AN ONLINE INTERACTIVE

EDUCATIONAL PROGRAM

AN ONLINE INTERACTIVE

EDUCATIONAL PROGRAM

TheatreMoves
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OUR MISSION

Provide a dynamic online approach to active learning that’s fun, engages imaginations

and draws students into the experience of writing and communicating.

 

ONLINE INTERACTIVE

PROGRAM

TheatreMoves' Art of Collaboration provides students of all ages with a fun, theatrical experience that develops teamwork and literacy skills while enhancing social/emotional growth. Through a unique series of scaffolded workshops that emphasize group interactive work, agreement and trust are established as students are exposed to and practice a new way of writing and communicating. This ‘physicalization of language’ is particularly supportive of multi-language learners (MLL) populations.

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BOOK US

For information about the Art of Collaboration workshops and scheduling online sessions with Neil and Paul, contact us.

info@TheatreMoves.org

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ASYNCHRONOUS & SYNCHRONOUS LEARNING

LESSON PLAN

13 Pre-Recorded Lessons AND Live Sessions with Neil and Paul

Thirteen scaffolded recorded lessons start with foundational skills and build towards collaborative storytelling and finally, performance. These workshops are available to every student in the school and can be shared through teacher screen sharing via a smart board or by providing login information in which students can view videos independently.

Each workshop states the instructional goal (concentration, cooperation, collaborative storytelling, etc.) providing an opportunity to focus on specific needs of the class and guided practice/modeling by Paul and Neil. Assignments are also included. The assignments encourage family participation.

 
 

CURRICULUM ARC

THE ART OF COLLABORATION

VIEW A SAMPLE LESSON

TEAMBUILDING & FOUNDATIONAL SKILLS

To help students learn concentration, cooperation and commitment, we utilize the familiarity of children’s games, such as Red Light/Green Light and Telephone, to create a welcoming, nurturing environment.

 

We add specific criteria to each game, providing structure, and transforming them into performances that inspire students to practice responsible decision making and have ‘fun with control’.

 

Our emphasis on group work allows students to listen and watch one another with effort which gets them ready for the next Section: Collaborative Storytelling.

COLLABORATIVE STORYTELLING

Having practiced agreement and trust while performing in teams, students now work in pairs to create a story. The goal is to start with a simple ‘object’ that is mimed by using hands, body and facial expressions. Partner 1 needs to demonstrate 3 essential details that bring the object to life. For example, if the object is a baseball bat, Partner 1 might hold it as if in a batting stance, swing it, and tap the mud out of their cleats. Watching carefully, Partner 2 needs to add to the story by doing something different, but it needs to make sense. Perhaps ‘throwing a ball’ towards the Partner 1 would be appropriate. Partner 1 might choose to hit the ball or miss it, and the story evolves from there as a consequence of cause and effect. Selecting essential details embedded in simple objects enables students to practice editing & revising. This story technique forces students to slow down, think clearly and practice creating a story arc together.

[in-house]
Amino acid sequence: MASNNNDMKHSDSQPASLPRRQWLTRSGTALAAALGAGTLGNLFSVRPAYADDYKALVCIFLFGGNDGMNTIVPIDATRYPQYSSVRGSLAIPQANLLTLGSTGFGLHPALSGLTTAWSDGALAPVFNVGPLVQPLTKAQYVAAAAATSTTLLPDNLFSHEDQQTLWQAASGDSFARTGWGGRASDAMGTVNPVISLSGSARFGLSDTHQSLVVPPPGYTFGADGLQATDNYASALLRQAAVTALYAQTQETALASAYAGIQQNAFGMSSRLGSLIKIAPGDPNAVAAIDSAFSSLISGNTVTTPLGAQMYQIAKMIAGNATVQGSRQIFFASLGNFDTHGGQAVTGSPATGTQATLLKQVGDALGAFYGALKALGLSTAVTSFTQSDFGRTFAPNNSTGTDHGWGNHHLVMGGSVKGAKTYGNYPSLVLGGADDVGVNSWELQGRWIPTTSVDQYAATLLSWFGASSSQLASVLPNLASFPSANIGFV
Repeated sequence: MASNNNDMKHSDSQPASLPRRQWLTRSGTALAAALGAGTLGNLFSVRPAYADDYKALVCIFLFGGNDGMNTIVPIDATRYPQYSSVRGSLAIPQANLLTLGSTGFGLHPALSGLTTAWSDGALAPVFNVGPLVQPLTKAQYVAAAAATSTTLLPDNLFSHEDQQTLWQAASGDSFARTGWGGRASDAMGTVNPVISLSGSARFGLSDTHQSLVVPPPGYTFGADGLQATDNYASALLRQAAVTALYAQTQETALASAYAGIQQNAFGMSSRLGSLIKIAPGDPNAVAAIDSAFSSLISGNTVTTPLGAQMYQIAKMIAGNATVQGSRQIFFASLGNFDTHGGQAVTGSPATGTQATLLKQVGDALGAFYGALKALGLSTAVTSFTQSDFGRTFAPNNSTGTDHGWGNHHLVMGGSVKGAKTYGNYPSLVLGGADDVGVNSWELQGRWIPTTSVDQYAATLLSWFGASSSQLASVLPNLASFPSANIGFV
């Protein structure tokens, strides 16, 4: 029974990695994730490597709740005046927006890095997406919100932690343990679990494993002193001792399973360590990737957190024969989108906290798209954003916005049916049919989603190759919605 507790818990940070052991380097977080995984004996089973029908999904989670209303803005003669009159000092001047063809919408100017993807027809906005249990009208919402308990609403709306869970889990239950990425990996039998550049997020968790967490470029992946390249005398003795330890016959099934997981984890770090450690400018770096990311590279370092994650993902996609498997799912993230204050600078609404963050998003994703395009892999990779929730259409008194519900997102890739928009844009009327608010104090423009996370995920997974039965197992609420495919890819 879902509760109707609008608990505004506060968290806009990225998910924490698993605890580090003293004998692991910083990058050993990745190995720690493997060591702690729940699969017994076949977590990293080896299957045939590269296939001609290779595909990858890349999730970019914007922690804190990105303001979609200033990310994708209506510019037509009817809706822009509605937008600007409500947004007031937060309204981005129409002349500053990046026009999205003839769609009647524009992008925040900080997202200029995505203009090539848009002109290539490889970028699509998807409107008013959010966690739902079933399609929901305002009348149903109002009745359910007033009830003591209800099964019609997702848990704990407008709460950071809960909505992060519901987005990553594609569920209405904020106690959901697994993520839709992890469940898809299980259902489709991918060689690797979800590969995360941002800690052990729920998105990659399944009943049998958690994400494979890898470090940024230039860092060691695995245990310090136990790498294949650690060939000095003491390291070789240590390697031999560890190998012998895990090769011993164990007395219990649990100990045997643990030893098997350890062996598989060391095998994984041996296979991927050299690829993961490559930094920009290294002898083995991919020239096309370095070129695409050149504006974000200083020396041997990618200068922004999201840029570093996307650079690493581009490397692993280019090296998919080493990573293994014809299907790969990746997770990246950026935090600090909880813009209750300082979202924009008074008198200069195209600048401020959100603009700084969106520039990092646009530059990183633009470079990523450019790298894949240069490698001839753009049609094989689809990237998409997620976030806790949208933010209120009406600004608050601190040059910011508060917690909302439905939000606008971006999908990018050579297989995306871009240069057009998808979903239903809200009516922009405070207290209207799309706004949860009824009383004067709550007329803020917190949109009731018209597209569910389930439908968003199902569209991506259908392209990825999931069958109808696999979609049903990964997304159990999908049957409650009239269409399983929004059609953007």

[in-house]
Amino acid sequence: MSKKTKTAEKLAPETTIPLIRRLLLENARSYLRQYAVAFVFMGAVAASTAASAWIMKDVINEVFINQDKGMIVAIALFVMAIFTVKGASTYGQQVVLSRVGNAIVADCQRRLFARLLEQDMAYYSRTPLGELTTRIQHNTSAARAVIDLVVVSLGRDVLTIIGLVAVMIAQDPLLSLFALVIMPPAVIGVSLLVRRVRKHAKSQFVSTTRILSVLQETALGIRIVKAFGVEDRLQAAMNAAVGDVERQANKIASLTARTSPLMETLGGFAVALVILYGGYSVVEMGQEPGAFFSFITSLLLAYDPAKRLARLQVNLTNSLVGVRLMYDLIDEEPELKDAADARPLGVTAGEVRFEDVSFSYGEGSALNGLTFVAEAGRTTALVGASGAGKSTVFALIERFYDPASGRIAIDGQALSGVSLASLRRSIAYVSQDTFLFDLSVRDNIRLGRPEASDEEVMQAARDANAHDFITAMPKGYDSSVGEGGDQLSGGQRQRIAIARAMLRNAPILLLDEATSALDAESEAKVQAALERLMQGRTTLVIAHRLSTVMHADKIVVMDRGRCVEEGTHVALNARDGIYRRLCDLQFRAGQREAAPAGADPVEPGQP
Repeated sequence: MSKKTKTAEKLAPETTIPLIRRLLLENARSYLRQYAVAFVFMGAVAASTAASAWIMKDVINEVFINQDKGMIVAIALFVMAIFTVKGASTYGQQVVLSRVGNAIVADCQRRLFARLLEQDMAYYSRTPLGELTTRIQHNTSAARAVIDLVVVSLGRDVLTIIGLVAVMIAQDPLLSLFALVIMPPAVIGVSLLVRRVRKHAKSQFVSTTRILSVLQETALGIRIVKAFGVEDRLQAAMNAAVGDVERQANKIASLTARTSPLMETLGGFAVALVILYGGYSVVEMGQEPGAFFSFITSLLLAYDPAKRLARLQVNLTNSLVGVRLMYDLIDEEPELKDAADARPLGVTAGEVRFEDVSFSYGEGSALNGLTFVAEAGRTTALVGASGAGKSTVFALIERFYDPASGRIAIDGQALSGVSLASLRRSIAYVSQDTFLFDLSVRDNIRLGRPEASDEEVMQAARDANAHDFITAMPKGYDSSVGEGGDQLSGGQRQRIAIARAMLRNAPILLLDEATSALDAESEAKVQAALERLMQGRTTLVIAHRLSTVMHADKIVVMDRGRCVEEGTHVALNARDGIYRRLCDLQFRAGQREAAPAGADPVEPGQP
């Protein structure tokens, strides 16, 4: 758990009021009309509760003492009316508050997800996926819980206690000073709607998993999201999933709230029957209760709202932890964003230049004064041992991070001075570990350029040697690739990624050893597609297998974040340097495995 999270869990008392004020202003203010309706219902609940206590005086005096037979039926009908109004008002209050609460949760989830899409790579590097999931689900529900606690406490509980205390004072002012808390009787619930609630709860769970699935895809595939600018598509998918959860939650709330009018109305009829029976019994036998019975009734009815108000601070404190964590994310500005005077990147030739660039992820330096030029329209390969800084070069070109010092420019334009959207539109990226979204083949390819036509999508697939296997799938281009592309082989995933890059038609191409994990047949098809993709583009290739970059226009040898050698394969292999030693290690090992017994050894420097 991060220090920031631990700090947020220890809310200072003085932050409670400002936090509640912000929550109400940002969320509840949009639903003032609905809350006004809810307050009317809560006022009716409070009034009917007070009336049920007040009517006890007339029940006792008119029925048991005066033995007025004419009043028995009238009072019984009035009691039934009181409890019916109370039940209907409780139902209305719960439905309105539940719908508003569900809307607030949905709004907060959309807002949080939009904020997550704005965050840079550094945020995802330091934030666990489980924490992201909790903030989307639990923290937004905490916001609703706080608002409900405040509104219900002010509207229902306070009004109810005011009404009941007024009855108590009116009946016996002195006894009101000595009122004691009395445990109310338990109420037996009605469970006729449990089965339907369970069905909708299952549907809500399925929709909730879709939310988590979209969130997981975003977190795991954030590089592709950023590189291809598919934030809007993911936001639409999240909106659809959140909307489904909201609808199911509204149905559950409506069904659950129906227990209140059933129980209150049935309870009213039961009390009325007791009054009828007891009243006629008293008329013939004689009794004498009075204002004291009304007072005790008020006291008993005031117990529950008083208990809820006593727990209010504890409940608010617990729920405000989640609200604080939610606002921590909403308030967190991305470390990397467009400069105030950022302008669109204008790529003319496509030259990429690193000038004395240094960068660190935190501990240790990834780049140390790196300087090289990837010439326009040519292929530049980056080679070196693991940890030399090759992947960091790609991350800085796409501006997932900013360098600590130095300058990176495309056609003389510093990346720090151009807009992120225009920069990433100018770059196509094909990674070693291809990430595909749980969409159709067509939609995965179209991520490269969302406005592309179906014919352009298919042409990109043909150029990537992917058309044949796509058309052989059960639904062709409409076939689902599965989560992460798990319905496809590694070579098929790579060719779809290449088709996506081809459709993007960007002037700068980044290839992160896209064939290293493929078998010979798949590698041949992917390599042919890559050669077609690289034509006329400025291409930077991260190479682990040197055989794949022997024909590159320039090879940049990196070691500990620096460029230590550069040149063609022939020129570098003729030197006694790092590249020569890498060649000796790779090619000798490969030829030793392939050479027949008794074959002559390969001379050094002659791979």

PERFORMANCE

Students practice performing stories that are filled with action and emotion. These ensemble performances pull together all the skills learned and practiced in Sections 1 and 2.

 

The stories are communicated through the whole body: facial expressions, freeze, gesture, action poses and voice. Students are actively interpreting the text, expressing appropriate details and communicating clearly.  And, as always, they are having ‘fun with control’.

 
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HOW IT WORKS

SOCIAL-

EMOTIONAL

CONNECTIONS

  • Provides a safe space

  • Engage students’ imaginations

  • Group work builds self and social awareness, self-management and relationship skills 

  • Responsible decision making

  • Interpersonal and communication skills

MULTI-LANGUAGE LEARNERS

  • Gestural modeling

  • Verbal modeling: precise pronunciation, clear enunciation, fluency

  • Total physical response

  • Language chunking

  • Storytelling practice

  • Sequencing of story parts

  • Cause-and-effect concept

LITERACY

  • Organize and translate ideas into stories

  • Understand and experience the story arc

  • Support listening, speaking, and reading language modalities

  • Staying on topic

  • Understanding sequence

  • Importance of details

  • Collaborative storytelling

 

ABOUT

Paul and Neil met in 1979 at Stony Brook University. Paul was pre-med, Neil was a psychology major. By chance they performed together in a mime class, and with that connection, they began their 40 year collaboration in physical, experimental theater. 

      As touring presented teaching opportunities, they thought long and hard, and were able to tease out the skills inherent in their partnership and weave together their physical, collaborative approach to arts education.

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WHAT PEOPLE SAY

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41

years of

experience

10K+

schools

52

grants

& awards

1M+

students

participated